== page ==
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I think that a very high per centage of runners (expecially, but not certainly not exclusively) wear their shoes too small and tie them too tight. I believe that the there may be a misconception that if you can get your foot into the shoe, it fits. Tight fitting and short fit shoes may very well block normal and desireable function, particularly the first ray's inability to both plantarflex and move proximally, then dorsiflex and relax distally. I will very often take the laces out of a runner's/walker's shoes and began re-lacing them at the 2nd or 3rd eyelet. A tight lace across the bottom can effectivley work like a retinaculum hindering the first ray function. I will tell the patients to tie the shoes quite loosely, run or walk for 10 minutes , then decide if the shoe needs further tightening. The various circulatory and muscosketal demands on the foot may well increase the volume of the foot such that the loose fitting shoe, now fits and functions optimally. A major purpose of a shoe, is to provide protection against and injurious envirnonment, not block function.
I agree with what you are saying. However, I think cross country runners are a littlle different to other types of runners and walkers. Cross country runners wear their spikes tight so that they are not pulled off in the mud during competing. They would tend to train in regular fitting shoes.
The soccer boot (or slipper) was worn tight on the foot from the 30s onwards once the Uk soccer players were made aware of the faster more acrobatic game of Continental and South American play. Better ball control for dribbling and a more accurate sweet spot were irrististable. Many players including King Kenny Dalgliesh (Celtic , Man United and Scotland) were known to soak in a bath wearing his new boots in the hope they would shrink on the foot. He was not alone. The idea of a tight lasted boot is not so detrimental as it may appear when compared to a standard shoe fitting. As we all know the cycle of events in a sporting context are quite different to walking per se and provided the elastic memory and plasticity of the upper materials are appropriate then tight lasting does not disadvantage the foot, quite the contrary. For nearly two hundred years kanagaroo skin has been used as an upper material which has the necessary physical properties to encase the foot without restricting changes in foot dynamics. Kangaroo skin has special sequence of yellow elastic fibres which gives the hide incredible tenacity and an absence of sweat pores makes the skin almost indistructable. More recently new synthetics have been invented to meet and match the propreties of Kangaroo skin and now players can go with their conscience as to wearing animal products or not. Australia has done a lot more for the beautiful game than just qualifting for FIFA World Cup Germany 2006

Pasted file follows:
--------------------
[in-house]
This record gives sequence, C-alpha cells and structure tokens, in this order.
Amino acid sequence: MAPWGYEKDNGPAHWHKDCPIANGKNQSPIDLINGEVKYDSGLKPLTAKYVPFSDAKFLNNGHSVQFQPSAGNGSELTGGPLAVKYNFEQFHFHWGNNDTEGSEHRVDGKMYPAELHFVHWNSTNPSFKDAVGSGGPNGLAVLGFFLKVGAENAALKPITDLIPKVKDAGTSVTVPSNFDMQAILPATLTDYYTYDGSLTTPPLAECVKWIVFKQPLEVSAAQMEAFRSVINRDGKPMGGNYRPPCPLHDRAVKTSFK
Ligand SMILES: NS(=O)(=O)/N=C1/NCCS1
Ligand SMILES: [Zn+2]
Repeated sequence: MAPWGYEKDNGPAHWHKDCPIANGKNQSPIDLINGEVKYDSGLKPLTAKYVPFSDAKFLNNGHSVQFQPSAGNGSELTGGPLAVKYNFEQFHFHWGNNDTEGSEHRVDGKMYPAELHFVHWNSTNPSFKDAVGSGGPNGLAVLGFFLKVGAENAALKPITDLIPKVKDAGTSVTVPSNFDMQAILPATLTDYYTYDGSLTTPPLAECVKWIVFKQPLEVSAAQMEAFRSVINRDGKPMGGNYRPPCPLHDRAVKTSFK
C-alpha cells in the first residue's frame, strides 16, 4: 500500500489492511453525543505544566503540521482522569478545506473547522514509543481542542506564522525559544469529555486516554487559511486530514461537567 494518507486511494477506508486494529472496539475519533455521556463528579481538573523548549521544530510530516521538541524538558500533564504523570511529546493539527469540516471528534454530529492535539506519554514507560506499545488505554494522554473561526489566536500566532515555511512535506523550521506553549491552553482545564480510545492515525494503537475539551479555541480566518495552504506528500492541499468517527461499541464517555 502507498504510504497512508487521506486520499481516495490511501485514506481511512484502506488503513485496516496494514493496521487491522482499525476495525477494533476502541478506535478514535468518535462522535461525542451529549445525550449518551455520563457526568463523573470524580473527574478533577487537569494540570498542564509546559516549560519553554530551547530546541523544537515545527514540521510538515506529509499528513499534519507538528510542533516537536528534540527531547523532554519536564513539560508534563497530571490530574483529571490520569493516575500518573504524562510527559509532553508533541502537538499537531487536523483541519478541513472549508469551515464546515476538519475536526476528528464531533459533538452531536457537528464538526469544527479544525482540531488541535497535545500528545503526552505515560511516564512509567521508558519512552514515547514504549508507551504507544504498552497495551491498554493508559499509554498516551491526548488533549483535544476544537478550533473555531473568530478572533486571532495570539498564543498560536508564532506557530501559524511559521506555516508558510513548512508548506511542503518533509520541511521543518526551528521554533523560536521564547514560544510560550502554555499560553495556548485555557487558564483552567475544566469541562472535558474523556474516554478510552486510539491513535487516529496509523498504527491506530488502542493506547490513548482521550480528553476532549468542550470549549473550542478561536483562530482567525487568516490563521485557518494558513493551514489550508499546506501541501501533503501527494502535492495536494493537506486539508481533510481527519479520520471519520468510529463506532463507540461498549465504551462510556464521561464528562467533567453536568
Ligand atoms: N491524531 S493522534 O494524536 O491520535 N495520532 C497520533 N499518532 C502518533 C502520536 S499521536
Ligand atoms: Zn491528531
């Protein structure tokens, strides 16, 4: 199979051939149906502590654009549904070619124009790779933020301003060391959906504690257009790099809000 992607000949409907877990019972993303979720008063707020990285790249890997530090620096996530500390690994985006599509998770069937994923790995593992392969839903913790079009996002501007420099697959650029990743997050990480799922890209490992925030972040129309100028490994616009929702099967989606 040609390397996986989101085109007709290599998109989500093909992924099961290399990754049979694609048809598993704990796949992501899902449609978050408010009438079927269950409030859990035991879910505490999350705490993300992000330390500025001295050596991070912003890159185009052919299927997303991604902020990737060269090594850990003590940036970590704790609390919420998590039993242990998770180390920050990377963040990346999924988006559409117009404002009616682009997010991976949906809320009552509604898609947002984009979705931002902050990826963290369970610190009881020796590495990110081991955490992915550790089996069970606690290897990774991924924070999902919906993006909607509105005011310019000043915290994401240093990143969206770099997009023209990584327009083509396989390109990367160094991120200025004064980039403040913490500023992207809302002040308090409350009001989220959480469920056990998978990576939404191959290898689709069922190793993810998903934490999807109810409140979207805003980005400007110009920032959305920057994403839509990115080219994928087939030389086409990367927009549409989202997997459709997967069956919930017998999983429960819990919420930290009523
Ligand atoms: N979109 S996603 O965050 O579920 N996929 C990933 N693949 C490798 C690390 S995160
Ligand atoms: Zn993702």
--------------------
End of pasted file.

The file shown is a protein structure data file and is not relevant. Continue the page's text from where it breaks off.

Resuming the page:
Inferior boots are likely to include seems which may conflict with flexor surfaces, particulalry when worn tight and this is probably the reason why foot morbidity is associated. Several years ago it was well known the inclusion of sports logos on the boots themselves added rough surfaces which irrtated the players feet.
It is no surprise to learn other codes have adopted tight lasted footwear simply because the shoe functions as added traction to the foot and movement within the encased foot would increase friction on the skin and reduce the advantage of the shoe. Again history relates Olymic runners prior to becoming professionals would not choose their running shoes until minutes before their hete. The choice was dependent not on the manufacturer but how much money was placed in the shoe. No athlete would deliberately compromise their performance by wearing inferior shoes and subsequently we are left to conclude there was no difference beteen the shoes on offer other than the incentive to wear them. The leveler would be if the shoes were worn tight to the foot then this would obviate any quirkie difference in design.
Back to soccer the new generation of boot contains better structure within to help support the foot once the heel is off the ground. This helps stabilise the knee and gives added support for jumping and landing. True injury prevention.